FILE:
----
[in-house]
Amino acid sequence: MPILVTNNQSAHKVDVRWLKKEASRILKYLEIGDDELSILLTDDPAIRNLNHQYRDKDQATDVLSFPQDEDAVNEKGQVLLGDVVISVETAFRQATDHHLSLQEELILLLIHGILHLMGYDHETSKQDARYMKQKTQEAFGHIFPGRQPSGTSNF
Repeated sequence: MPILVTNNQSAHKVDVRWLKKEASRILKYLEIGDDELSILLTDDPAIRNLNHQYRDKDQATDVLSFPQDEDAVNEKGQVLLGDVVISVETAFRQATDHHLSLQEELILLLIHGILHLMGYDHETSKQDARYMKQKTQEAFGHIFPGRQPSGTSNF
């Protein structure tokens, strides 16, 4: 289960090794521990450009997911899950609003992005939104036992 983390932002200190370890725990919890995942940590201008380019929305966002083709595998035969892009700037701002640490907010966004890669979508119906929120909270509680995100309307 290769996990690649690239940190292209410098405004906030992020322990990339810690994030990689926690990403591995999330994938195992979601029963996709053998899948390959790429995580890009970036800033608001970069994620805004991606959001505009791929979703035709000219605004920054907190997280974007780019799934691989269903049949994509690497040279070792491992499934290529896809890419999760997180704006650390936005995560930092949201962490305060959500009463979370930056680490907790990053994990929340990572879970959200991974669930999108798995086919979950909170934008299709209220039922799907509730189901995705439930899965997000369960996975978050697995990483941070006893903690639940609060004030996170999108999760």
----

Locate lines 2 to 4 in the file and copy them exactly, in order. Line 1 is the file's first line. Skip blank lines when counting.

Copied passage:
Amino acid sequence: MPILVTNNQSAHKVDVRWLKKEASRILKYLEIGDDELSILLTDDPAIRNLNHQYRDKDQATDVLSFPQDEDAVNEKGQVLLGDVVISVETAFRQATDHHLSLQEELILLLIHGILHLMGYDHETSKQDARYMKQKTQEAFGHIFPGRQPSGTSNF
Repeated sequence: MPILVTNNQSAHKVDVRWLKKEASRILKYLEIGDDELSILLTDDPAIRNLNHQYRDKDQATDVLSFPQDEDAVNEKGQVLLGDVVISVETAFRQATDHHLSLQEELILLLIHGILHLMGYDHETSKQDARYMKQKTQEAFGHIFPGRQPSGTSNF
């Protein structure tokens, strides 16, 4: 289960090794521990450009997911899950609003992005939104036992 983390932002200190370890725990919890995942940590201008380019929305966002083709595998035969892009700037701002640490907010966004890669979508119906929120909270509680995100309307 290769996990690649690239940190292209410098405004906030992020322990990339810690994030990689926690990403591995999330994938195992979601029963996709053998899948390959790429995580890009970036800033608001970069994620805004991606959001505009791929979703035709000219605004920054907190997280974007780019799934691989269903049949994509690497040279070792491992499934290529896809890419999760997180704006650390936005995560930092949201962490305060959500009463979370930056680490907790990053994990929340990572879970959200991974669930999108798995086919979950909170934008299709209220039922799907509730189901995705439930899965997000369960996975978050697995990483941070006893903690639940609060004030996170999108999760």